The ways in which the disorders treated by neurological physiotherapy impact the nerve system are distinct. Nonetheless, the diagnosis' limitations are comparable. For patients with poor balance and coordination, gait problems, eyesight abnormalities, inability to walk, and difficulty with self-care and daily living tasks, doctors suggest neurological physiotherapy.

    Microcephaly: Microcephaly is an uncommon neurological illness that causes an infant's head to be smaller than that of other children of the same age and gender. The abnormal growth of the brain causes microcephaly, which can develop during pregnancy or after delivery. It may develop later in infancy or be a congenital disorder (existing from birth). It frequently results in neurological disorders and learning impairments.

    Post-polio syndrome. (Poliomyelitis sequelae, or PPS), is a collection of poliomyelitis (polio) latent symptoms that occur at a rate of around 25 to 40% (last data more than 80%). Following the first infection, it is a viral infection of the nerve system. Usually, 15 to 30 years after the first severe paralytic episode, symptoms start to manifest. Reduced muscle function or sudden weakness accompanied by discomfort and exhaustion are some symptoms. Years following an infection with non-paralytic polio (NPP), the same symptoms may also manifest.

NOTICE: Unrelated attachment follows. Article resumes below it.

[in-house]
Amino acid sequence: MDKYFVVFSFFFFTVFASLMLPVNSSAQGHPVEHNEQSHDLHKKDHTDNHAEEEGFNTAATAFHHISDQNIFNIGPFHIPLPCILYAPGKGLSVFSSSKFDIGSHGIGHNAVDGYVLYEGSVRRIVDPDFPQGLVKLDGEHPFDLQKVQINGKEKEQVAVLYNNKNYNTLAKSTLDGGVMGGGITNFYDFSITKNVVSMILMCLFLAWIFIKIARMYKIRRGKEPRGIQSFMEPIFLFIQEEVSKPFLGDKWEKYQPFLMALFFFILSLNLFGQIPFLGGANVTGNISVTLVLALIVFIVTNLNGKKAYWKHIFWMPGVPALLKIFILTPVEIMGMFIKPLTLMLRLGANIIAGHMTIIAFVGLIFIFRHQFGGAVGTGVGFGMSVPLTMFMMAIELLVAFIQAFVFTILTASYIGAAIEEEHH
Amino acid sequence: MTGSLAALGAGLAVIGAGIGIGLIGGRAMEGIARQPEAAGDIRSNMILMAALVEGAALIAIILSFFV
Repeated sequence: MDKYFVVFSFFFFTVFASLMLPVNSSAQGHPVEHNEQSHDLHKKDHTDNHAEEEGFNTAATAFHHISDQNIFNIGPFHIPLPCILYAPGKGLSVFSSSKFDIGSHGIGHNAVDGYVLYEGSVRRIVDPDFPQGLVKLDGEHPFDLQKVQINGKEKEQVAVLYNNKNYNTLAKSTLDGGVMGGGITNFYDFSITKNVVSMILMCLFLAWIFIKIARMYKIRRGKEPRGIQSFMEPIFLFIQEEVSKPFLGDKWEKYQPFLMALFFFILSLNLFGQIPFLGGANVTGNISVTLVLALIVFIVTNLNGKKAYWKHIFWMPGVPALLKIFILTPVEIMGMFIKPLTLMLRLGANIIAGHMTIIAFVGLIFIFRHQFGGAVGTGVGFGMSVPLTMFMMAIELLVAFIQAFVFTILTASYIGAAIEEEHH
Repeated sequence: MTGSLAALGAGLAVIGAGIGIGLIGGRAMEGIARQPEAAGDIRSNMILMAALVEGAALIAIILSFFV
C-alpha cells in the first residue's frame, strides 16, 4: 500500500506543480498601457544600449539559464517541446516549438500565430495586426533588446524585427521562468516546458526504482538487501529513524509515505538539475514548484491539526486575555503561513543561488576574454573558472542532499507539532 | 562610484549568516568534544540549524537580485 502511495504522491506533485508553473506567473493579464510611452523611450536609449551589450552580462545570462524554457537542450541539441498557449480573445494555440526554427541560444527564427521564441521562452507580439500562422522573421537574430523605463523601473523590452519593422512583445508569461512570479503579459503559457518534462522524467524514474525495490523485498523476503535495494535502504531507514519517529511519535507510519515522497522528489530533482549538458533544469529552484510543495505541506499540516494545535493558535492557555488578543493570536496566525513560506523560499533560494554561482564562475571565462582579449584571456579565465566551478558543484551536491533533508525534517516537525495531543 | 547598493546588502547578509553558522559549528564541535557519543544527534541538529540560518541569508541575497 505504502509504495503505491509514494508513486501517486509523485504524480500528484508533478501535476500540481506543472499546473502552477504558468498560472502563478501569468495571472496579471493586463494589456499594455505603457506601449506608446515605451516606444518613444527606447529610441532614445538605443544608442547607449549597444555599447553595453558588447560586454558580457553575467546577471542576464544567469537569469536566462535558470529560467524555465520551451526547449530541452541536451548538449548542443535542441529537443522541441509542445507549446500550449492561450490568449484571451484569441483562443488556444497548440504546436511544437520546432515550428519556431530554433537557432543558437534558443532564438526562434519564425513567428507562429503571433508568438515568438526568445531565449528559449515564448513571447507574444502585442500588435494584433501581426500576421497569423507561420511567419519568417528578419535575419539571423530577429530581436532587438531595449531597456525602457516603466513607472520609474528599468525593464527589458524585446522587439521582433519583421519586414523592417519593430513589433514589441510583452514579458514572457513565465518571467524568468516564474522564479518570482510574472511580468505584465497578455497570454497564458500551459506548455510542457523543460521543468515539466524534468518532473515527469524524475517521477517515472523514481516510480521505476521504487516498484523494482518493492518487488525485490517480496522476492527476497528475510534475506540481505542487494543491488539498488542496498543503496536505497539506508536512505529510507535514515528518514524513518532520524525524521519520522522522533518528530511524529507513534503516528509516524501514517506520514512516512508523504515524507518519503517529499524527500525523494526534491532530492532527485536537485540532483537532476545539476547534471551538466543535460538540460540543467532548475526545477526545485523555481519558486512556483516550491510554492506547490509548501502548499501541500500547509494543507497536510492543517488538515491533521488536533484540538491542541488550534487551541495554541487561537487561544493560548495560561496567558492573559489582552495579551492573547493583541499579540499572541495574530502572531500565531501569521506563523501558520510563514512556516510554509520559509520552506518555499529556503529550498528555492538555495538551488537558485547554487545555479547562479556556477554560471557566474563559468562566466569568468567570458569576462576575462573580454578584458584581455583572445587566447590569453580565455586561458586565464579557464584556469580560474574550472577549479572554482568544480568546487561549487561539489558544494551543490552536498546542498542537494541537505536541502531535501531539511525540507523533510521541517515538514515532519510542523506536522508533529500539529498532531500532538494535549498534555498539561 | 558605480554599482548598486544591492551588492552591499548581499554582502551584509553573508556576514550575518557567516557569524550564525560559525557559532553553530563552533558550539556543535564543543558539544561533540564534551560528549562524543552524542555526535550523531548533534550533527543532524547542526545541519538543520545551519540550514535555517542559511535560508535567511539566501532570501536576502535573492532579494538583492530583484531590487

Guillain–Barre syndrome (GBS): GBS is a rapidly developing muscular weakness brought on by immune system damage to the peripheral nerve system. Changes in feeling or discomfort, usually in the back, combined with muscular weakness are usually the first signs. These usually start in the hands and feet and frequently extend to the arms and upper torso, affecting both sides.

    Stroke: When there is a restriction in blood flow to the brain, brain cells die. The affected area of the brain produces symptoms.

    Traumatic Brain Injury (TBI): Damage to the brain brought on by a blow, bump, or unexpected shock to the head.

    Parkinson’s disease: Parkinson's disease is a neurodegenerative condition that mostly affects the brain's dopamine neurons. The illness impairs intellect, mobility, and sleep.

    Alzheimer's disease: A neurodegenerative condition that results in the degeneration of brain cells. Dementia is a deterioration in thinking, behavior, and memory caused by a loss of brain cells.

    Spinal Cord Injuries: A sophisticated network of nerves runs from the brain via the spine. Force applied to the spinal column's ligaments, discs, or vertebrae prevents neurons from interacting with the body when a spinal cord injury takes place. A spinal cord injury results in function loss below the location of the damage. They may feel weak, lose feeling and strength, breathe more difficultly, or lose control over their bowels or bladder.